‘Rfn. Holcroft. H. is strongly recommended for reward for excellent work and devotion to duty throughout the last tour of duty in the line and particularly for his epic gallantry when during an enemy attack on Loisne Central Keep on 10th inst. he attacked single handed and on his own initiative an enemy machine gun and crew which was holding up and inflicting losses on our counter attacking platoon. He killed two and captured four others and the machine gun thereby facilitating the operations of the counter attack. Afterwards he repeatedly patrolled up to the enemy trench clearing our own dead and wounded and securing documents and identifications from the enemy dead. Also at great personal risk, locating the body of Lt. Dymond who was killed on the enemy wire whilst exploiting the success of the counter attack and securing from his person very valuable company documents’.

A further recommendation continues:

‘On the night of the 19 /20 June/18 while taking part in a raid on the enemy lines, the above (Holcroft) showed a great example to his comrades by his magnificent bearing throughout the operation. He also helped to get the wounded back to a place of safety under very heavy

I remember finding the original recommendation for Holcroft's VC when searching the 55th Div records in the 1990s, a friend of mine had the group at the time.

Mark

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nthornton1979

Unfortunately you will not find original recommendations for WW1 DCMs in the UK. You will in Australia for Australians, but that's a different story. The pasted citations can sometimes be annotated and differ from the final LG publication, but not to the extent of being akin to a recommendation and not by much from what is in the LG.

WW2 is different - I have seen many in both ways: upgrades and downgrades. I think the most 'ouch' was an award recommended for DSO for the Rhine Crossing: by the time it reached 2nd Army it was a... Mention in Dispatches.

That's because you could not be awarded the D.S.O unless you had already been M.I.D.

I would think it happened regularly.

That was the case in WW1 anyway (I don't know if this ruling changed for WW2?)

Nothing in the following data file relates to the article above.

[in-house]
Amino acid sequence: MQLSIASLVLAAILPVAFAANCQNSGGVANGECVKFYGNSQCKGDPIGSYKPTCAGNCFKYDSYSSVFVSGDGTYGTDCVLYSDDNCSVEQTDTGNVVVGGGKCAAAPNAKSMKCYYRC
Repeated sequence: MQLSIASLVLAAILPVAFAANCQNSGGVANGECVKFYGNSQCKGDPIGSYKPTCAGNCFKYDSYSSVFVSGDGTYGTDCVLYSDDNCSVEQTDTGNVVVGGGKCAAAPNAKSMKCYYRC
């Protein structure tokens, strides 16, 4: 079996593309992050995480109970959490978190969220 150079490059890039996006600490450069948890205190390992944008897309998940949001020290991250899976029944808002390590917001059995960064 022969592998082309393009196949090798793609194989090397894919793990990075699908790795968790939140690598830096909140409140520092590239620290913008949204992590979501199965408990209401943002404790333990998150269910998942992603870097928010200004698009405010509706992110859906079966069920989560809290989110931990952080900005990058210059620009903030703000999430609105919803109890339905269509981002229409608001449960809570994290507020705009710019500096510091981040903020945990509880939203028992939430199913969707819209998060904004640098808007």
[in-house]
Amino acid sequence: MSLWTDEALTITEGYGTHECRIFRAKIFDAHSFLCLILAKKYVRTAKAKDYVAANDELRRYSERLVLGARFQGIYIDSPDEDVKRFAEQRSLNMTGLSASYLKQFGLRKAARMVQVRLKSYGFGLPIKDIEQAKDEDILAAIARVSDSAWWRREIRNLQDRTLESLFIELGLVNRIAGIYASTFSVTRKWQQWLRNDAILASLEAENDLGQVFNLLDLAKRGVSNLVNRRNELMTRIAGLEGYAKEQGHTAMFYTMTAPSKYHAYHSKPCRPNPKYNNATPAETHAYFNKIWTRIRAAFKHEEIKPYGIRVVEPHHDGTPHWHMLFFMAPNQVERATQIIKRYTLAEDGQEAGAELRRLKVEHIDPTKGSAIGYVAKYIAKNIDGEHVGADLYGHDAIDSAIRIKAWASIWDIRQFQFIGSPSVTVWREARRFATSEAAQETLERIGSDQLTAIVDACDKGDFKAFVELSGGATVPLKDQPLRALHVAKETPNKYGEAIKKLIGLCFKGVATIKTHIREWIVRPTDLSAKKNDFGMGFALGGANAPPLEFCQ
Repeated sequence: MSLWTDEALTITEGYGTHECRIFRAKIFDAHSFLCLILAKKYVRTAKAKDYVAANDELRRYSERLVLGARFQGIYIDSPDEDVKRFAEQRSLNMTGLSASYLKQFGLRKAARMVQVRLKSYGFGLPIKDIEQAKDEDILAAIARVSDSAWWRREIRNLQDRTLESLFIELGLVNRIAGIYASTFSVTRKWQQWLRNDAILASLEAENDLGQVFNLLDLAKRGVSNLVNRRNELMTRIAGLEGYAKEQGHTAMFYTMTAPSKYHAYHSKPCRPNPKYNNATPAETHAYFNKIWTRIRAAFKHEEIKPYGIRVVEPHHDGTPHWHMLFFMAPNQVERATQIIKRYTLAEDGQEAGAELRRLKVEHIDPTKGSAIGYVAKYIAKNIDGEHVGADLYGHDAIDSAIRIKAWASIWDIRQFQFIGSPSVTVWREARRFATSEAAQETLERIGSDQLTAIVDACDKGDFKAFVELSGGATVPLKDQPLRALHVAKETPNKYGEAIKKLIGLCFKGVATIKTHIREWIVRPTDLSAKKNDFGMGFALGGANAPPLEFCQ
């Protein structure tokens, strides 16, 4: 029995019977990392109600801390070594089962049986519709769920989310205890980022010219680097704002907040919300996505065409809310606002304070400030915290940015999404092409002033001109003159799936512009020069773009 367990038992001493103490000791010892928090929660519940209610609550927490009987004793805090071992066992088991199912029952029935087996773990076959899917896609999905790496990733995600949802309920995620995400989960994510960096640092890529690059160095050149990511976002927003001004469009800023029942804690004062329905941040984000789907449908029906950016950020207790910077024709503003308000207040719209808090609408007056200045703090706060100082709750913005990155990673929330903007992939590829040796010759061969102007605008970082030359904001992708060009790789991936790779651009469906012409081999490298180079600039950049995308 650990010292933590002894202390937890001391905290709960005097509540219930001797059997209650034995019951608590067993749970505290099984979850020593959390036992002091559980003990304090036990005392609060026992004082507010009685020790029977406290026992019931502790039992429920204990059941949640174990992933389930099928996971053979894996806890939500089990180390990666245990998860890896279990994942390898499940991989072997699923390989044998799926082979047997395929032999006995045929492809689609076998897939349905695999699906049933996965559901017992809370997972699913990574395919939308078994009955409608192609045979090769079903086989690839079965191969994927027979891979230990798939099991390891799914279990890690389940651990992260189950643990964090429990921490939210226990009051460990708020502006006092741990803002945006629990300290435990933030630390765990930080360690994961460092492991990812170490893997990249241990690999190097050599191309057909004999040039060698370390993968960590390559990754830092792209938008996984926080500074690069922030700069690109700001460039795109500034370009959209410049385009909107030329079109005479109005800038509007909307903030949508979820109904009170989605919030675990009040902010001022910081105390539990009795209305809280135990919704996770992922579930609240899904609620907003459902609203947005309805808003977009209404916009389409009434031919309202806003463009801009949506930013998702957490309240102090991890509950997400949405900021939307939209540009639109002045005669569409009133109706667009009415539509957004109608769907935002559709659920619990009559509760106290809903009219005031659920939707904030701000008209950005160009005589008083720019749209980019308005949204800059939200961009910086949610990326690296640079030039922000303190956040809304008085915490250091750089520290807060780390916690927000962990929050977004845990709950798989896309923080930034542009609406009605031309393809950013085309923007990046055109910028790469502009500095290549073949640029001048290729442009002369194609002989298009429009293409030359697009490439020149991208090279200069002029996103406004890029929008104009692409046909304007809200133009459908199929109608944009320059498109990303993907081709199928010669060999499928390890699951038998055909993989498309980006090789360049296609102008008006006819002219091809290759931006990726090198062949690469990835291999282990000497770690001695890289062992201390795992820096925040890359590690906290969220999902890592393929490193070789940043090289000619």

Neil

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Staffsyeoman

That's because you could not be awarded the D.S.O unless you had already been M.I.D.

Yes, aware of that. Different war, different rules. But that example real.

And as to other posts - original DCM recommendations are an exception, not the rule.

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Sepoy

Some original award recommendations for the Royal Marine Medical Unit can be found at the National Archives.

I have the 1914 - 15 Star awarded to Deal 3618 (S) Sergeant John William Ferguson, RM Medical Unit attached to the 148th (Royal Naval) Field Ambulance. He was recommended for a DCM for acts of gallantry including trying to put out a fire in an ammunition dump next to an advanced dressing station during the following incident mentioned in the Unit War Diary of 6th November, 1917 which states

Ypres Salient (sheet 28 C17d 26) - 5.00 a.m. Heavy shelling at St.Julien and Vanheul and all roads to the corner of Buffs Road.

Two ammunition lorries were struck by a shell and set on fire near Advanced Dressing Station.

A large crater found in the middle of the Road. Therefore, Road blocked by debris and crater for several hours.

Owing to heavy shelling with high explosives and shrapnel found impossible to evacuate cases until this quietened down and debris removed and crater filled in.

Evacuation commenced at 1.15 p.m.(S)3618 Sergeant J.W.Ferguson R.M. wounded and sent to spinal Casualty Clearing Station.

(S)3246 Lance Sergeant G.C.Tolson, Killed in Action.

post-55476-0-74665300-1366851866_thumb.j

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Sepoy

Unfortunately, the award was down graded to a MM which was awarded in the London Gazette 23rd February, 1918.

With the recommendation was the attached note

(NB (S)3246 Lance Sergeant George Cook Tolson, Royal Marine Medical Unit

Son of Joseph and Ellen Tolson, of Dewsbury. Husband of May Tolson, 60 Wellington Road, Dewsbury. Killed in action on Tuesday, 6th November, 1917

aged 42. Buried in the Gwalia Cemetery, Ypres Salient.)

post-55476-0-00656300-1366852501_thumb.j

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wmfinch

Indeed, I am agreeing with Mark Abbott about the 55th West Lancashire Division Records being held in Liverpool Library. It appears that instead of destroying his copy of the records, Major General Jeudwine donated them to the Library. Members of our research group recently visited the facility, and found many Army Form W3121's relating to our Parents and Grandfathers serving with D/276 Battery when twelve of them were awarded bravery awards for their actions on 30th November 1917. You have to contact the Library and give them 48 hours notice of what you are looking for.

Major General Jeudwine's preservation of the records has to be applauded...they are a wonderful resource for present day researchers, almost 100 years later!

V/R

Wayne Finch